GXO Logistics: Riding On High Consumer Exposure (NYSE:GXO)

Thomas Barwick

After successfully spinning off from XPO Logistics, Inc. (XPO) at the beginning of August 2021, GXO Logistics (NYSE:GXO) share price is yet to stabilize, losing 63.76% in the one-year analysis. The company is working to become a formidable pure-play contract logistics provider and has grown its revenue by 15% (Y/Y) at $2.3 billion as of Q3 2022. In 2021, the market size of the U.S retail supply chain logistics was valued at $43.17 billion and is expected to grow at a compound annual growth rate (CAGR) of 11% from 2022 to 2030. High demand in the post-pandemic environment is expected to propel growth in the sector, with most end-use industries in need of external inventory management, packaging, and delivery.


GXO Logistics’ had a record performance in Q3 2022 driven by three key tailwinds; strategic partnerships, automation, and e-commerce. The company has a footprint for growth in 2023 and even raised its guidance for both organic revenue and adjusted EBITDA for 2022. GXO’s management is optimistic about retaining its customer base that rose in Q2 2022 to settle in the high 90s. However, the management is just one-year-old post-spin-off and will be expected to release more data on new business wins including contract macro-dynamics in versatile markets such as Europe.

Key Highlights of Q3 2022 Earnings

In its Q3 2022 earnings report, GXO Logistics affirmed its 12% to 16% organic revenue growth for 2022 up from 11% to 15% after attaining a 16% (YoY) revenue growth at $2.3 billion. The company has been posting record earnings post-spin with its adjusted net income at a high of $89 million indicating a rise of 36.9% (YoY) from $65 million realized in Q3 2021. On the contrary, XPO’s revenue fell 2% short at $3.04 billion in Q3 2022 against consensus estimates of $3.1 billion. XPO is getting into a new era after the spin-off of GXO which was the company’s contract logistics operator. It now has the less-than-truckload (LTL) segment and also announced an intention to spin off its tech-enabled brokered transport section RXO before 2023.

GXO Logistics has maintained robust earnings despite the acquisition of key businesses into 2023 such as Clipper Logistics. In the 9 months leading to September 2022, GXO spent $874 million bringing the total capital expenditure to $1.056 billion up 654% (YoY).

GXO is riding on a wave of higher shipment and tonnage numbers despite the volatile inflationary environment. This performance is attributed to two key acquisitions made by the company between 2021 and 2022. The company acquired Clipper Logistics in May 2022 for $1.3 billion (in a cash/ share deal) having received a complete review by the UK’s Competition and Markets Authority (CMA) in Q3 2022. With this approval, GXO is now expected to reap a huge share of the planned synergies in 2023 and 2024.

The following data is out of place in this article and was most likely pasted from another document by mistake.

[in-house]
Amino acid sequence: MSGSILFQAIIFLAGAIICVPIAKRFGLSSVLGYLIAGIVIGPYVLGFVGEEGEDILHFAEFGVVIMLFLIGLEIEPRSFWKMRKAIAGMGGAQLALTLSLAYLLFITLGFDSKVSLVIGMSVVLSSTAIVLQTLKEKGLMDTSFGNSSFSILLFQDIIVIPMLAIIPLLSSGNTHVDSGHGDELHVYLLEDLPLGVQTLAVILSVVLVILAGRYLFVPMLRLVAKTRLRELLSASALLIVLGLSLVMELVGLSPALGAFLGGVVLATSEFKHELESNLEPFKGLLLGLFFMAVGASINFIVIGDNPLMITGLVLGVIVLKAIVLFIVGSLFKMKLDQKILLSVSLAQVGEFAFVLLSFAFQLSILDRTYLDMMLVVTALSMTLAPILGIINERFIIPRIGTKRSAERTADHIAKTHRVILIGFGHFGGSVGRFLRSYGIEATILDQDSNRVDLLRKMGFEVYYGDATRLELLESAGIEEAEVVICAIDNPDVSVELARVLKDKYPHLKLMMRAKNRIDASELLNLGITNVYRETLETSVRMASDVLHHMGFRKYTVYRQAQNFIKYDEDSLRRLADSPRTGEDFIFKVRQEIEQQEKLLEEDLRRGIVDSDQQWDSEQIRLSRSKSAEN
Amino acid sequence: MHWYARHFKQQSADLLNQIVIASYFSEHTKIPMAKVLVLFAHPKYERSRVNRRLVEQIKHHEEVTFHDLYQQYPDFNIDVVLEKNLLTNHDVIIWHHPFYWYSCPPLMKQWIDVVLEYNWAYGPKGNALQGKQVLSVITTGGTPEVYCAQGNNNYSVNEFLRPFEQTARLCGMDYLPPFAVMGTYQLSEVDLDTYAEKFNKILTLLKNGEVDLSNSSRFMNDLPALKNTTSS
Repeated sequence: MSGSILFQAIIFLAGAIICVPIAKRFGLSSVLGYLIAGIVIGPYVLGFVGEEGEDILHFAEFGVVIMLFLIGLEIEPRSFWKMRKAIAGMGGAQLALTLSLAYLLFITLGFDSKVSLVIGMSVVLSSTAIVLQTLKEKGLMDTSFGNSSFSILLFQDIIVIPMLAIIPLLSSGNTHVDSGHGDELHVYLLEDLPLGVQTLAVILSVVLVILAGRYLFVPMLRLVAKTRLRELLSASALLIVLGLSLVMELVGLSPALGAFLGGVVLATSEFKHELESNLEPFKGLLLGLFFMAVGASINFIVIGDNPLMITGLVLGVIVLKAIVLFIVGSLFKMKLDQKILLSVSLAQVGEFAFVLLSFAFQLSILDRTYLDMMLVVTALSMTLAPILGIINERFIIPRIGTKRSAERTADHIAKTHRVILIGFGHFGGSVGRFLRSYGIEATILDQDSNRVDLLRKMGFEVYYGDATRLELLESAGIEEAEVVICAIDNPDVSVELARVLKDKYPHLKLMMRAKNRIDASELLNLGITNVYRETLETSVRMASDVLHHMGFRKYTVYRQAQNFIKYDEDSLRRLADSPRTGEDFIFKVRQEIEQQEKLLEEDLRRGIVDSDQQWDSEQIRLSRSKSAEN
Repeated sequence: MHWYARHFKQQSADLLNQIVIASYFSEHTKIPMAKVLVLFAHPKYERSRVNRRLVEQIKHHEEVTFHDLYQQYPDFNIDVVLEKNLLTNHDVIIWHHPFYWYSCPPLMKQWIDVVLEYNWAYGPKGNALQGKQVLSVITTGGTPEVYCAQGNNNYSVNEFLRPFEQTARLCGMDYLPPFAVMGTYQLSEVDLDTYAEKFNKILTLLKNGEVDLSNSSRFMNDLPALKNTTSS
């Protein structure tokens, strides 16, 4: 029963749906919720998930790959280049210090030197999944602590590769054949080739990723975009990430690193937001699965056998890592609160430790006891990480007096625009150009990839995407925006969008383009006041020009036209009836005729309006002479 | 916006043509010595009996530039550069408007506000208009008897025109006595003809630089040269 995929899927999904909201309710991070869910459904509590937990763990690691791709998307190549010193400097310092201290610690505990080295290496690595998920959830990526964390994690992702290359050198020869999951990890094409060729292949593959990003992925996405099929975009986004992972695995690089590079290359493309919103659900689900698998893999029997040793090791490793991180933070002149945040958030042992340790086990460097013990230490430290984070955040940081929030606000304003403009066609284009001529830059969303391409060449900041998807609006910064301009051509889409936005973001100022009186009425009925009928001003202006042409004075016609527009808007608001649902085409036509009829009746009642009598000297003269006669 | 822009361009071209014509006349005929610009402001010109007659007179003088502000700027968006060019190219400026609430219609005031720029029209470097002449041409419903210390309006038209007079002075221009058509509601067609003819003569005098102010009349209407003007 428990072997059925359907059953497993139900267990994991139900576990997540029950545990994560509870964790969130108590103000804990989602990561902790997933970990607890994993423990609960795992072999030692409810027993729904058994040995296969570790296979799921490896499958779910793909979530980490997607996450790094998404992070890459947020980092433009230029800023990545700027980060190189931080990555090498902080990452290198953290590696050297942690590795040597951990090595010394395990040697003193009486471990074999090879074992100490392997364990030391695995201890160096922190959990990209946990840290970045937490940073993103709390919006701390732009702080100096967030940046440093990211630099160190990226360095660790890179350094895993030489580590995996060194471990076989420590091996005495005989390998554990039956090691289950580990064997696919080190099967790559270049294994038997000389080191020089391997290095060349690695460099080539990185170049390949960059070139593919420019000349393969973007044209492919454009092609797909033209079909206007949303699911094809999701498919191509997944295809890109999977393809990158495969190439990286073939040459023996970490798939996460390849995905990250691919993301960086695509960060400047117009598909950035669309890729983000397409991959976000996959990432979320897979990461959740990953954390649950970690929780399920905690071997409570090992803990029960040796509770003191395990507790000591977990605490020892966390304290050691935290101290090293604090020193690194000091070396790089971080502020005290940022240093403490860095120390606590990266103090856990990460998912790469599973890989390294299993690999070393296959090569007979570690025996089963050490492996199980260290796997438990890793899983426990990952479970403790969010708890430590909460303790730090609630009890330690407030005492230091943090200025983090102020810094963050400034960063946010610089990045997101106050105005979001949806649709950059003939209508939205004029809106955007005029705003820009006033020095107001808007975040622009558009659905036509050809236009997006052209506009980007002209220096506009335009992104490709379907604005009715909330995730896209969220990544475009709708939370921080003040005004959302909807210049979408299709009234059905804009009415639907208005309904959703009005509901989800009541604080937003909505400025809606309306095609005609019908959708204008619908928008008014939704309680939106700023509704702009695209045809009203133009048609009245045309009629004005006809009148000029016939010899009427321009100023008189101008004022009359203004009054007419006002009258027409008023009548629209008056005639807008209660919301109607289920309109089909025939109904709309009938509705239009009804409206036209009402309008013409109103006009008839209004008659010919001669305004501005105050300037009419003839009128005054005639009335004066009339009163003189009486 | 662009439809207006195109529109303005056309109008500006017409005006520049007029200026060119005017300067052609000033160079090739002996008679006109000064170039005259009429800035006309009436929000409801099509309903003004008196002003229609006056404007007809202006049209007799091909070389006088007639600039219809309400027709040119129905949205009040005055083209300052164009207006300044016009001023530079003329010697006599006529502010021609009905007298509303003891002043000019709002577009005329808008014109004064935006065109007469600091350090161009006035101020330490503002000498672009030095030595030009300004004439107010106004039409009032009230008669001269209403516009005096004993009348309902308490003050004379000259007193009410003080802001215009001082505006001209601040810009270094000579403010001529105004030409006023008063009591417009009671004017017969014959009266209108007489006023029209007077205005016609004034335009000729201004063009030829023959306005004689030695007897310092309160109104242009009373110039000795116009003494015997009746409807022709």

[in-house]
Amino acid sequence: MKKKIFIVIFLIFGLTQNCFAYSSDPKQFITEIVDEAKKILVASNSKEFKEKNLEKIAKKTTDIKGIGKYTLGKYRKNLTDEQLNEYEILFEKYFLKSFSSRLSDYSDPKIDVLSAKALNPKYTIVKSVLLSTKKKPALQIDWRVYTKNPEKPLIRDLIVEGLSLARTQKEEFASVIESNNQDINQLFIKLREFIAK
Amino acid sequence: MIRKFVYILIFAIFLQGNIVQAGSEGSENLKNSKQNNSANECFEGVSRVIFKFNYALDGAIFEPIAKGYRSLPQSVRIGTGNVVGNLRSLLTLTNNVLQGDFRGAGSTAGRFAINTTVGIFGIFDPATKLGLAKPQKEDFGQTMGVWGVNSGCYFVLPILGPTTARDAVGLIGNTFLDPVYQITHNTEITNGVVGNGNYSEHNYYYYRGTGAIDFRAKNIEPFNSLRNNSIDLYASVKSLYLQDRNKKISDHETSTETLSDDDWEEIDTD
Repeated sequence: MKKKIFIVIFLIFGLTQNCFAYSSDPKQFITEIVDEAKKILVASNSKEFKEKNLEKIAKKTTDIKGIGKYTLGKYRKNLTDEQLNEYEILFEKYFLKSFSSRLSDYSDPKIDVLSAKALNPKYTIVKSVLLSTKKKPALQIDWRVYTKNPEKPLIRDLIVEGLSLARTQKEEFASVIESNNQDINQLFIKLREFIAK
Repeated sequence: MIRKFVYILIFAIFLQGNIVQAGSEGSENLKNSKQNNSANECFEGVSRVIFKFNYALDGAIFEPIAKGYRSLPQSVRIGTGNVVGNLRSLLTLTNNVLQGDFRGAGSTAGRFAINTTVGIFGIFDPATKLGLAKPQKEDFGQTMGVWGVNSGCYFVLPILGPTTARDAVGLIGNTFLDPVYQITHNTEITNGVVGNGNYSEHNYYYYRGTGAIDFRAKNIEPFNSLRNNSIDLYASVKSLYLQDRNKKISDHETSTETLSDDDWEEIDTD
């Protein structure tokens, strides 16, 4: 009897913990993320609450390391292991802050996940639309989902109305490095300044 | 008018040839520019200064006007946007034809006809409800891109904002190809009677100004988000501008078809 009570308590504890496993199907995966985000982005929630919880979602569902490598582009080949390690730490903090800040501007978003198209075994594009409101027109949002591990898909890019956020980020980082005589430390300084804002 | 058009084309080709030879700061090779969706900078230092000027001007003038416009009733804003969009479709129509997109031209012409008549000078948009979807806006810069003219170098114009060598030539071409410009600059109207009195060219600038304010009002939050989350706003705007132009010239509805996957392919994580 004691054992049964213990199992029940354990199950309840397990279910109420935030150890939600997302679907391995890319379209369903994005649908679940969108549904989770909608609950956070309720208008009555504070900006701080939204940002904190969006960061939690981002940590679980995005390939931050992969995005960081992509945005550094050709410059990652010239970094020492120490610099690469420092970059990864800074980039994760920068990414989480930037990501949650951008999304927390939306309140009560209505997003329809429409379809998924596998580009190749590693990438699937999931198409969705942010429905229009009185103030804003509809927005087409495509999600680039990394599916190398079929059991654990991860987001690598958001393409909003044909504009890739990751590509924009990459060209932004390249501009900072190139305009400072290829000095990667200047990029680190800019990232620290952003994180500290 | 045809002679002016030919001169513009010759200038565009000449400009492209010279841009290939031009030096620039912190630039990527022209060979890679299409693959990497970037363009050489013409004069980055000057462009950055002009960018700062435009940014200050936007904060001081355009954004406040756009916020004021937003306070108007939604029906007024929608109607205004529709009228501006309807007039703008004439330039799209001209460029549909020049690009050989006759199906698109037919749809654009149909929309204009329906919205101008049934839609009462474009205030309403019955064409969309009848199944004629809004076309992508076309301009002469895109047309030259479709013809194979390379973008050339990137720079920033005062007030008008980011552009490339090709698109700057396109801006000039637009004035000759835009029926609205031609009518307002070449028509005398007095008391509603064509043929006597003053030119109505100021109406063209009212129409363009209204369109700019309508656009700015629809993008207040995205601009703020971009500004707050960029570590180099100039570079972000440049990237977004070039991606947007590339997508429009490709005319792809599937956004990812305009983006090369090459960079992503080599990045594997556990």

From an investment standpoint, GXO’s acquisition of Clipper brings in more than an additional geographical presence. Clipper boasted of an annual turnover of£650 million with over 10,000 highly-skilled workers. It operated in 55 European sites (from its headquarters in Leeds), with at least 11.8 square feet of warehousing space and over 350 vehicles. Overall, GXO is acquiring assets worth $918 million against total liabilities at $663 million leaving out the company with a positive book value of more than $250 million.

Apart from Clipper, GXO also announced that it had renewed its long-standing contract with Manchester Airport, a move that would help both businesses to scale up. There is increasing demand across Europe with the GXO/ Manchester Airport business supporting more than 70 retailers, food/ beverage vendors, restaurants, and stores.

Earlier in 2021, GXO had acquired the majority of Kuehne + Nagel’s contract logistics operations in the UK. In the 9 months to September 2022, Kuehne Nagel’s net turnover hit CHF 30.6 billion up 40% (YoY) from CHF 21.841 billion in 2021. The company’s EBIT rose 71% (YoY) to CHF 3.1 billion with net earnings growing 73% (Y/Y) to CHF 2.3 billion. In my view, the company has performed well despite the high energy prices, runaway inflation, and geopolitical tensions caused by the Russia-Ukraine war. It appears GXO intends to tighten its grip in North America, the UK, and Europe by extension.

Automation and eCommerce

GXO Logistics has an incredible opportunity in automation since most of its customers are grappling with inefficiencies in warehousing versus their competition. As a result, they desire effective supply chain logistical experts with technological proficiencies to bring them into the “warehouse of the future experience.”